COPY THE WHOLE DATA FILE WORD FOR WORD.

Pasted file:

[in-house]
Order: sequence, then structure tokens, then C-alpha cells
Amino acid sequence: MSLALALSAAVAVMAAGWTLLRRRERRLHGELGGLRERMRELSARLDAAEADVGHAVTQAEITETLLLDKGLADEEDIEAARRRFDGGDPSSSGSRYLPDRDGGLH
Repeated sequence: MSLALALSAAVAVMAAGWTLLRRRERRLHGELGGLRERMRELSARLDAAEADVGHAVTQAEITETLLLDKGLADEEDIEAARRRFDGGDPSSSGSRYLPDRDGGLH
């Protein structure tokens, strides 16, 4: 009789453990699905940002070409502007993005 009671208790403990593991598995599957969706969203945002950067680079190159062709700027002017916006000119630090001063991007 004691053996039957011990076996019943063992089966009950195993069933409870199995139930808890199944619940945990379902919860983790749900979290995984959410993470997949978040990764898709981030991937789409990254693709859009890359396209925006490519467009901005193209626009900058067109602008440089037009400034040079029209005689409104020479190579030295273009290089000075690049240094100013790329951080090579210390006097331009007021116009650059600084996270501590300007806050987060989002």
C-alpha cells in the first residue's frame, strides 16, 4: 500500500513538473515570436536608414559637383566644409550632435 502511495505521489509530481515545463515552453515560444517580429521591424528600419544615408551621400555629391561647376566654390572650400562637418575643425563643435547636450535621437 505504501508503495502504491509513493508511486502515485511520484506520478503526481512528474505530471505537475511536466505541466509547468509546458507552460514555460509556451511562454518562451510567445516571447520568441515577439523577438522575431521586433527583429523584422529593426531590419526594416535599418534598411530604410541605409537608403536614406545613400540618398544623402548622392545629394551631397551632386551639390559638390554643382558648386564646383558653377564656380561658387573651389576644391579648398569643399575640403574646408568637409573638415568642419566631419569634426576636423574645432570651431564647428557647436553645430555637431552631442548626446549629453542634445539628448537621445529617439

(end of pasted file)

[in-house]
Order: sequence, then structure tokens, then C-alpha cells
Amino acid sequence: MSLALALSAAVAVMAAGWTLLRRRERRLHGELGGLRERMRELSARLDAAEADVGHAVTQAEITETLLLDKGLADEEDIEAARRRFDGGDPSSSGSRYLPDRDGGLH
Repeated sequence: MSLALALSAAVAVMAAGWTLLRRRERRLHGELGGLRERMRELSARLDAAEADVGHAVTQAEITETLLLDKGLADEEDIEAARRRFDGGDPSSSGSRYLPDRDGGLH
């Protein structure tokens, strides 16, 4: 009789453990699905940002070409502007993005 009671208790403990593991598995599957969706969203945002950067680079190159062709700027002017916006000119630090001063991007 004691053996039957011990076996019943063992089966009950195993069933409870199995139930808890199944619940945990379902919860983790749900979290995984959410993470997949978040990764898709981030991937789409990254693709859009890359396209925006490519467009901005193209626009900058067109602008440089037009400034040079029209005689409104020479190579030295273009290089000075690049240094100013790329951080090579210390006097331009007021116009650059600084996270501590300007806050987060989002």
C-alpha cells in the first residue's frame, strides 16, 4: 500500500513538473515570436536608414559637383566644409550632435 502511495505521489509530481515545463515552453515560444517580429521591424528600419544615408551621400555629391561647376566654390572650400562637418575643425563643435547636450535621437 505504501508503495502504491509513493508511486502515485511520484506520478503526481512528474505530471505537475511536466505541466509547468509546458507552460514555460509556451511562454518562451510567445516571447520568441515577439523577438522575431521586433527583429523584422529593426531590419526594416535599418534598411530604410541605409537608403536614406545613400540618398544623402548622392545629394551631397551632386551639390559638390554643382558648386564646383558653377564656380561658387573651389576644391579648398569643399575640403574646408568637409573638415568642419566631419569634426576636423574645432570651431564647428557647436553645430555637431552631442548626446549629453542634445539628448537621445529617439